At the hospital where I work, we have faced similar problems many times,and still do. Some doctors appear to be decided they will write only illegible notesand prescriptions. Even when relaxed and comfortable, some of them appear to become frantically busy when they write prescriptions. The result is an illegible tangle of lines. The pharmacists sit scratching their heads and ultimately call the doctor himself for help. Many times we had patients who were brought unconscious after taking Diamicron ( a tablet for diabetes) instead of Diovan ( medicine for BP),and also life threatening bleeding problems after taking wrong dose of warfarin ( a blood thinner used in heart disease).I have often wondered why some doctors write this way. Even those who have reasonably good handwriting, fails to make legible prescriptions. This, I would say is a fatal negligence. The time of secrecy in prescriptions is a long forgotten story. Doctors should be aware that they are answerable for such  negligence and could be held responsible.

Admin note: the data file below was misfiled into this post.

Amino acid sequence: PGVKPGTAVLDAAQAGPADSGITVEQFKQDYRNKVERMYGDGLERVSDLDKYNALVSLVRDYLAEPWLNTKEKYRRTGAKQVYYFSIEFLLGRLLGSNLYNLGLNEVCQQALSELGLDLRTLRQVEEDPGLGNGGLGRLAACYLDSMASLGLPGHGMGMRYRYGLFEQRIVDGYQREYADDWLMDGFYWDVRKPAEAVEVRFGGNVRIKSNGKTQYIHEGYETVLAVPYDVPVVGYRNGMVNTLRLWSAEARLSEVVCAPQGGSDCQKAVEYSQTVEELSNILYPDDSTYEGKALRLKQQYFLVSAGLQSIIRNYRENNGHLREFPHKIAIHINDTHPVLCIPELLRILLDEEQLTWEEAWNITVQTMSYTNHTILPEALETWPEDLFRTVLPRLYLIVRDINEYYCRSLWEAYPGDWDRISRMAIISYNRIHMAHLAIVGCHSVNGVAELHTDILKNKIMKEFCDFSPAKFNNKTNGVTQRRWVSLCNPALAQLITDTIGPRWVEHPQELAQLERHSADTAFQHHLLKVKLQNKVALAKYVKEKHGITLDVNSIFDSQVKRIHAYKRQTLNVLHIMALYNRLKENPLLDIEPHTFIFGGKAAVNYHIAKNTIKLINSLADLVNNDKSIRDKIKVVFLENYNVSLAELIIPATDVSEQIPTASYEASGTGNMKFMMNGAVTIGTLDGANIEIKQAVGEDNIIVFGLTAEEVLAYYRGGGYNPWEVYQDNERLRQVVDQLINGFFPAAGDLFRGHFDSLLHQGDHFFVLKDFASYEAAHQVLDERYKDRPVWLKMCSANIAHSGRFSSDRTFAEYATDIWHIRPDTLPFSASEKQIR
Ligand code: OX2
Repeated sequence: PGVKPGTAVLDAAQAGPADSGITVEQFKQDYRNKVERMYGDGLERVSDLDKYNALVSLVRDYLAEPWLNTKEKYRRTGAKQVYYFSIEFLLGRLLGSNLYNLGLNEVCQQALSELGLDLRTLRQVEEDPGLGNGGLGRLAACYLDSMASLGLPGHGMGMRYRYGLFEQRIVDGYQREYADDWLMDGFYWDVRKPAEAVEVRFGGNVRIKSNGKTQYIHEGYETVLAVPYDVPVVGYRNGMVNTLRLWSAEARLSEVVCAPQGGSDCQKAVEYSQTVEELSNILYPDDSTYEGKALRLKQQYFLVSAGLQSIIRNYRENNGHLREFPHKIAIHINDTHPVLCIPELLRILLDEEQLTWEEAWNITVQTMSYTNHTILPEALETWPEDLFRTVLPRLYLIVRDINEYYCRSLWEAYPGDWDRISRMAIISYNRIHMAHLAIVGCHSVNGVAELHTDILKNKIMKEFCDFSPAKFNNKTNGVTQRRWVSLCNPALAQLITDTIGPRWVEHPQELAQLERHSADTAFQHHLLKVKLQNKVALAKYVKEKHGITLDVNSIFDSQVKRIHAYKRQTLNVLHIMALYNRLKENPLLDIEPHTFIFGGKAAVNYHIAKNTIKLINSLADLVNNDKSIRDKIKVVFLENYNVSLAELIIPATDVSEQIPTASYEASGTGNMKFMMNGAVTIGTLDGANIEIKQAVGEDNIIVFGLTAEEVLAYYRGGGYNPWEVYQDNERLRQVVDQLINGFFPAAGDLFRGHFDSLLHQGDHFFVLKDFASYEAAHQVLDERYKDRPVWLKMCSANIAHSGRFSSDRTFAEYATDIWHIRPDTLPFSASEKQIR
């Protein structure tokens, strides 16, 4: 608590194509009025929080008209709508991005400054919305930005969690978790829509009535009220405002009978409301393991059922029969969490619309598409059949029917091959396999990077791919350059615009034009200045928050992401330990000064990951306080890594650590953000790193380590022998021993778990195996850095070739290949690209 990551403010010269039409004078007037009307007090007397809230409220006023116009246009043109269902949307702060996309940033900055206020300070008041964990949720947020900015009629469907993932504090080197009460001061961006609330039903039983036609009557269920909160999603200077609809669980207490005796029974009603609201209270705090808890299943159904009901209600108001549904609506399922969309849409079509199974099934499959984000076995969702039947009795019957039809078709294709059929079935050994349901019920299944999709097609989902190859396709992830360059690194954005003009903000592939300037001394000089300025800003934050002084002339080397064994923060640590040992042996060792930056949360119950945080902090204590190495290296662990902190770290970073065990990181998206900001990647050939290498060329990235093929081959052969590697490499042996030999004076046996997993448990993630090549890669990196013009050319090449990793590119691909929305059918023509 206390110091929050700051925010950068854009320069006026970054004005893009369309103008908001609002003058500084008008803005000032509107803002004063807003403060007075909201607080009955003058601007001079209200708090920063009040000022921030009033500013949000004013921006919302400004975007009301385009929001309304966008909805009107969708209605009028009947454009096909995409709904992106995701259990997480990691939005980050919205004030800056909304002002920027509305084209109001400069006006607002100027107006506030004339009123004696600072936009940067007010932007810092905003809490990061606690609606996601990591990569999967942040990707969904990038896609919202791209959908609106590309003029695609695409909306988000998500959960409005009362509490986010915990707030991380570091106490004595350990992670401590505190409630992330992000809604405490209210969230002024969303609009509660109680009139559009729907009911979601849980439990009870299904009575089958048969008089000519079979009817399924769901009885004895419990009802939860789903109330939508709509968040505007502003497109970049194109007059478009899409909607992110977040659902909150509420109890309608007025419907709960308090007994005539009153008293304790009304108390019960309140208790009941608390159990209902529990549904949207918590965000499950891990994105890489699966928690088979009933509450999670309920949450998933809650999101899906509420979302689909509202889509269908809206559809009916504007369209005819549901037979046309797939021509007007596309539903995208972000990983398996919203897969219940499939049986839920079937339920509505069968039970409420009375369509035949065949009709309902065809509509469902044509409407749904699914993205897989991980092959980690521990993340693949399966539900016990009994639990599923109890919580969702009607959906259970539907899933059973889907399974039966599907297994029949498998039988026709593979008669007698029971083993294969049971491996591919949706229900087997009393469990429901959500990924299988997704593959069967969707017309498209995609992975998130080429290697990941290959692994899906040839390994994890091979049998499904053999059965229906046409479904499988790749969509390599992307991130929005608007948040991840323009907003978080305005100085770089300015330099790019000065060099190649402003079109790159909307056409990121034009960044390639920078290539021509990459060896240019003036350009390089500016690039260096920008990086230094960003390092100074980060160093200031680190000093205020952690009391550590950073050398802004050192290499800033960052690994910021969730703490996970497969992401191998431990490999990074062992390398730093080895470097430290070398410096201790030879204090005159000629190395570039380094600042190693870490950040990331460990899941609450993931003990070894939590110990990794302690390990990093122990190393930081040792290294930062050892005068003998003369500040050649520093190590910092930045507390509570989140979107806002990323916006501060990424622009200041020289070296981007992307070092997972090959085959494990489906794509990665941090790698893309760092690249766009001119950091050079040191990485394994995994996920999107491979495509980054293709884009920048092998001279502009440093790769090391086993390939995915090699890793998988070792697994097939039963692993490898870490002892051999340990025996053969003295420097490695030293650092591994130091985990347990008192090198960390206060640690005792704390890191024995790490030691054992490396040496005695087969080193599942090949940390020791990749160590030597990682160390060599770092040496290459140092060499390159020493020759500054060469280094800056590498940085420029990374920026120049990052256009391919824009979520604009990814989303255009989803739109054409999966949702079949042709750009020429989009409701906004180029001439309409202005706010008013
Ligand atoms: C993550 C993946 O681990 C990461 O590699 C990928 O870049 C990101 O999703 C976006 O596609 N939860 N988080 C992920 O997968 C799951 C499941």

A Texas cardiologist was probably the first doctor held liable for a fatal medication mix-up caused by this long time problem of bad handwriting. A jury in Odessa, Texas, ordered Ramachandra Kolluru to pay $450,000 to the family of Ramon Vasquez, who died after a pharmacist misread Kolluru's writing. The 42-year-old heart patient was given the wrong medication at eight times the recommended dosage. Two weeks later, he was dead from an apparent heart attack.

The victim's widow, Teresa Vasquez, says she sued to prompt doctors and pharmacists to be more careful. If the doctors don't change their writing, then it could happen to me again with my kids or even me,'' she says. Now, ''doctors might change, and it might not ever happen again to anybody. We had no complaint about his (Kolluru's) care. In fact, he is a good doctor”

The case points to a growing danger as medications become more numerous and their names more similar. Such cases go unanswered in India, probably because patients do not know they have the rights to complain about this. In the case I had mentioned, the family opted not to complain, and prayed doctors to be more careful.